The lawmakers cited the recent signing of a Medina bill that will make ethnic studies a required course in California high schools.

“Unfortunately, for students of color, moments such as the one at John W. North High School are the few in which their heritage is represented in the classroom, despite how inaccurate and wrong they are,” the lawmakers said.

The lawmakers said they will work with the district to make sure “incidents like this never happen again.”

Medina is a former teacher at Riverside’s Poly High School and Ramos, a lifelong resident of the San Manuel Indian Reservation in San Bernardino County, is the first California Native American to serve in the state Assembly.

After seeing the video, Riverside resident Kim Kirkpatrick, a 2012 North High graduate, said she pulled out her senior yearbook and found a photo of the same teacher. There was a caption saying the teacher was “dancing from one end of the room to the other” and wearing “an Indian headdress to emphasize geometry basics,” Kirkpatrick said.

The yearbook quotes the teacher as saying: “I find that if I tell them a story using math along the way, it’s like a memory device! It just may stick with them forever.”

Kirkpatrick said she was “really shocked to see a large picture of her doing exactly what she did” in the video.

Bertha Perez, whose daughter is a North sophomore, said she hopes the video will halt such behavior.

“What this teacher has been doing, she has been doing for a long time,” Perez said. “Not only was it excused, it was celebrated.”

The tactic should have been called out years earlier, Perez said.

Fenelon said the tactic might not have been called out now, either, had the student who filmed the dance decided not to do so, or not to share it.

“How much of this is going on in our classrooms right now?” he asked. That’s a question for which the answer is unknown, he said, but such things are coming to light because “a kind of heightened consciousness has arisen.”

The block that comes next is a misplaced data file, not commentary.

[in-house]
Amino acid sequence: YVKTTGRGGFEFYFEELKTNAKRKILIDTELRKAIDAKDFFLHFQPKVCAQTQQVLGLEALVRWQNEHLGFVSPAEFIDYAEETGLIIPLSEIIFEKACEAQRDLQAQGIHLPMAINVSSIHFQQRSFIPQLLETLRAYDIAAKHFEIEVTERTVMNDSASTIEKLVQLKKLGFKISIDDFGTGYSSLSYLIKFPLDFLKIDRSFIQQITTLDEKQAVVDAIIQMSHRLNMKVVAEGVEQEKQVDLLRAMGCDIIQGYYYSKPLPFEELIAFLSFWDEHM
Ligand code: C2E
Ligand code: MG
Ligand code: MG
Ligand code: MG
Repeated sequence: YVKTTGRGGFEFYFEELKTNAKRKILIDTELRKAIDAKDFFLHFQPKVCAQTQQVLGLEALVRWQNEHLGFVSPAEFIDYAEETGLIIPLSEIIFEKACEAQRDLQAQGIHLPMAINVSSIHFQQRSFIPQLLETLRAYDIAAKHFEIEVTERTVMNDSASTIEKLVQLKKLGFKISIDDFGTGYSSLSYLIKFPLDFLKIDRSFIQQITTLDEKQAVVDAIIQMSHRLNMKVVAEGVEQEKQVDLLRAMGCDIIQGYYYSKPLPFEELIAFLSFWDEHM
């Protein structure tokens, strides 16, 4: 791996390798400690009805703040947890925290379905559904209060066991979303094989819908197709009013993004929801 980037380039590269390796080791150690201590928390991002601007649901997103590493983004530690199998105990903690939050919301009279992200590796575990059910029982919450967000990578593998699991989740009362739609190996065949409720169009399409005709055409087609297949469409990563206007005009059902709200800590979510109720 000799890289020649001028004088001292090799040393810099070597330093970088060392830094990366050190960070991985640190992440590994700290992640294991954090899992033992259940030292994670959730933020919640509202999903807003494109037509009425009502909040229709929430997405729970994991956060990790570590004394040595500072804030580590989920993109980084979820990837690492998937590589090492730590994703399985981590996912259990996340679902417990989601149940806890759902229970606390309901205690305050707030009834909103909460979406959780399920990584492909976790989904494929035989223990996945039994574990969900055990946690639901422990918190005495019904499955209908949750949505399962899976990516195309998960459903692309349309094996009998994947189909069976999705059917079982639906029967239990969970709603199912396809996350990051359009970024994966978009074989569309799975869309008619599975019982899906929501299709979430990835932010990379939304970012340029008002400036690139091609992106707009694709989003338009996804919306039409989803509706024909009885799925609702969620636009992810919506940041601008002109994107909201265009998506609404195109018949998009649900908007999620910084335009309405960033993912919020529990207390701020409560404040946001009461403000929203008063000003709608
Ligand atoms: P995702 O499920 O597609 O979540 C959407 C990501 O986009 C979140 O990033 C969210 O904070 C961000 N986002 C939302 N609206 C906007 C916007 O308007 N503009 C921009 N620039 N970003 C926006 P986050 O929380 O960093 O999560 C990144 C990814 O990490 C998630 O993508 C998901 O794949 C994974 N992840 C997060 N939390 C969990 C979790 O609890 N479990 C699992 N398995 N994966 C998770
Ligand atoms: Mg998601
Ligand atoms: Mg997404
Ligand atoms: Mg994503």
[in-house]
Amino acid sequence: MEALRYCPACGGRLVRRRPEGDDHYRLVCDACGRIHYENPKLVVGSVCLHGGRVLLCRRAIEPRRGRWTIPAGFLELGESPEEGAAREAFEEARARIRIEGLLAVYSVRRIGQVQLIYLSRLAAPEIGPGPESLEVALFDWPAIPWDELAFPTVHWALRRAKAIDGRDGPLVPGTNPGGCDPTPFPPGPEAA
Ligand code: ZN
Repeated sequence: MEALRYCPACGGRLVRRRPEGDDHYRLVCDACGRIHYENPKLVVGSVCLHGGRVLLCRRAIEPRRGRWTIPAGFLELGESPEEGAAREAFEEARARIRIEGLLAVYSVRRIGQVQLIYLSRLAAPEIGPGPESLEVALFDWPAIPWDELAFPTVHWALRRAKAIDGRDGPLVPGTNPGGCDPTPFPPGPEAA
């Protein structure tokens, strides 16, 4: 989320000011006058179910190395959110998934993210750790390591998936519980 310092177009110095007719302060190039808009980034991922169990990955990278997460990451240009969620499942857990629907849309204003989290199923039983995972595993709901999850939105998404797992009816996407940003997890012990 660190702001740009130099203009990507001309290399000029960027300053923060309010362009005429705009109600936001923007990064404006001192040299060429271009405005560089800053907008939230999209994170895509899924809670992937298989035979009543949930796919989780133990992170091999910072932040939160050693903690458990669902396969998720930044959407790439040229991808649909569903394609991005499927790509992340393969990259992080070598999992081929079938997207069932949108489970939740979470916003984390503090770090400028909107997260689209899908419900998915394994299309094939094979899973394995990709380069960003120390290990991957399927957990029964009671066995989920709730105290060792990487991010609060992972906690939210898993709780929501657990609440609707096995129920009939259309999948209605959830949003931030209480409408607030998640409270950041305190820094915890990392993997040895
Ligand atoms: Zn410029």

Some area residents came to the teacher’s defense.

Riverside resident Dick Hoss wrote in a social media post that the video is an issue only because the teacher is White. Hoss said she was “teaching creatively.”

“She didn’t cross the line, the line crossed her!” Hoss wrote. “I stand with her, this isn’t culturally insensitive or meant to be demeaning in any shape or form.”

Cecelia Cavanaugh, of Riverside, wrote that she didn’t think the teacher was “intentionally trying to ‘make fun’ of the culture.”

“I think this day and age people are so sensitive,” Cavanaugh said.

The video caught the attention of a national, Native American-led, nonprofit group based in Oklahoma.

Crystal Echo Hawk, founder and executive director of IllumiNative and a member of the Pawnee Nation, called the teacher’s actions “incredibly harmful to Native youth.”

“This incident underscores the importance of making Native peoples visible in modern society, especially in the classroom,” she wrote.

As for the school district’s statement, it said: “A recording of one of our teachers has been widely circulated on social media. These behaviors are completely unacceptable and an offensive depiction of the vast and expansive Native American cultures and practices. Her actions do not represent the values of our district. The teacher has been placed on leave while the District conducts an investigation.”

The statement says the district “values diversity, equity and inclusion, and does not condone behavior against these values” and “will be working with our students, families, staff and community to regain your trust.”

“SohCahToa” was trending on Twitter on Wednesday night and Thursday morning.